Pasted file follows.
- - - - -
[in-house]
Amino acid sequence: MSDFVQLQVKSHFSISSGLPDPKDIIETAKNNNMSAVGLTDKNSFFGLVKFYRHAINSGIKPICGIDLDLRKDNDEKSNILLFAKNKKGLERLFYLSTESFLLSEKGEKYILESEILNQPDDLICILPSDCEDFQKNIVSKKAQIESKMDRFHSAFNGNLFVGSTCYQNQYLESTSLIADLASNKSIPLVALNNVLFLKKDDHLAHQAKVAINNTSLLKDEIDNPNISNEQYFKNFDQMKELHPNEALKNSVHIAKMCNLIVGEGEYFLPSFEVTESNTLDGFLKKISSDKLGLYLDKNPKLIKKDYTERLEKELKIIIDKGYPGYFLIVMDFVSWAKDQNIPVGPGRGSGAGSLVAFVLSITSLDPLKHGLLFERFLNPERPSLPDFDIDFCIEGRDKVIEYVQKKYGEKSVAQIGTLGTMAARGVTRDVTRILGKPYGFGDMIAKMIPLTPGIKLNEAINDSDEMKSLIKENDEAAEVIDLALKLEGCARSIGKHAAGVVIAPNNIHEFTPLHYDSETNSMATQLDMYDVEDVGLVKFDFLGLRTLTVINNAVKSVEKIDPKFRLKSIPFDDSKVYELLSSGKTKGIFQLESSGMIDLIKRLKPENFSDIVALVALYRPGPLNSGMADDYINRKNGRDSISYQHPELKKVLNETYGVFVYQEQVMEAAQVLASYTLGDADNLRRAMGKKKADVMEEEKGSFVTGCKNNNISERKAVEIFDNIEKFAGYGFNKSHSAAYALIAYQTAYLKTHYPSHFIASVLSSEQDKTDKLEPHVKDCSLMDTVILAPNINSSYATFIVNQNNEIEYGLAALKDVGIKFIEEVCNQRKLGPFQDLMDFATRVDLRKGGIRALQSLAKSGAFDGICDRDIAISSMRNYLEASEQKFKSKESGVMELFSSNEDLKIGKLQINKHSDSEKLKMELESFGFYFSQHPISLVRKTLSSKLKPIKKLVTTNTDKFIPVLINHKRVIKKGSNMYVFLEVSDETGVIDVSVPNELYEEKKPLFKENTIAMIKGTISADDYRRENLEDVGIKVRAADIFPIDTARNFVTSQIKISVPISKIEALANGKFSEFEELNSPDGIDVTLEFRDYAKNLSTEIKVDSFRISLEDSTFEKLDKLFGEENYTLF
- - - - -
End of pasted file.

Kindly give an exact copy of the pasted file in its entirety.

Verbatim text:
[in-house]
Amino acid sequence: MSDFVQLQVKSHFSISSGLPDPKDIIETAKNNNMSAVGLTDKNSFFGLVKFYRHAINSGIKPICGIDLDLRKDNDEKSNILLFAKNKKGLERLFYLSTESFLLSEKGEKYILESEILNQPDDLICILPSDCEDFQKNIVSKKAQIESKMDRFHSAFNGNLFVGSTCYQNQYLESTSLIADLASNKSIPLVALNNVLFLKKDDHLAHQAKVAINNTSLLKDEIDNPNISNEQYFKNFDQMKELHPNEALKNSVHIAKMCNLIVGEGEYFLPSFEVTESNTLDGFLKKISSDKLGLYLDKNPKLIKKDYTERLEKELKIIIDKGYPGYFLIVMDFVSWAKDQNIPVGPGRGSGAGSLVAFVLSITSLDPLKHGLLFERFLNPERPSLPDFDIDFCIEGRDKVIEYVQKKYGEKSVAQIGTLGTMAARGVTRDVTRILGKPYGFGDMIAKMIPLTPGIKLNEAINDSDEMKSLIKENDEAAEVIDLALKLEGCARSIGKHAAGVVIAPNNIHEFTPLHYDSETNSMATQLDMYDVEDVGLVKFDFLGLRTLTVINNAVKSVEKIDPKFRLKSIPFDDSKVYELLSSGKTKGIFQLESSGMIDLIKRLKPENFSDIVALVALYRPGPLNSGMADDYINRKNGRDSISYQHPELKKVLNETYGVFVYQEQVMEAAQVLASYTLGDADNLRRAMGKKKADVMEEEKGSFVTGCKNNNISERKAVEIFDNIEKFAGYGFNKSHSAAYALIAYQTAYLKTHYPSHFIASVLSSEQDKTDKLEPHVKDCSLMDTVILAPNINSSYATFIVNQNNEIEYGLAALKDVGIKFIEEVCNQRKLGPFQDLMDFATRVDLRKGGIRALQSLAKSGAFDGICDRDIAISSMRNYLEASEQKFKSKESGVMELFSSNEDLKIGKLQINKHSDSEKLKMELESFGFYFSQHPISLVRKTLSSKLKPIKKLVTTNTDKFIPVLINHKRVIKKGSNMYVFLEVSDETGVIDVSVPNELYEEKKPLFKENTIAMIKGTISADDYRRENLEDVGIKVRAADIFPIDTARNFVTSQIKISVPISKIEALANGKFSEFEELNSPDGIDVTLEFRDYAKNLSTEIKVDSFRISLEDSTFEKLDKLFGEENYTLF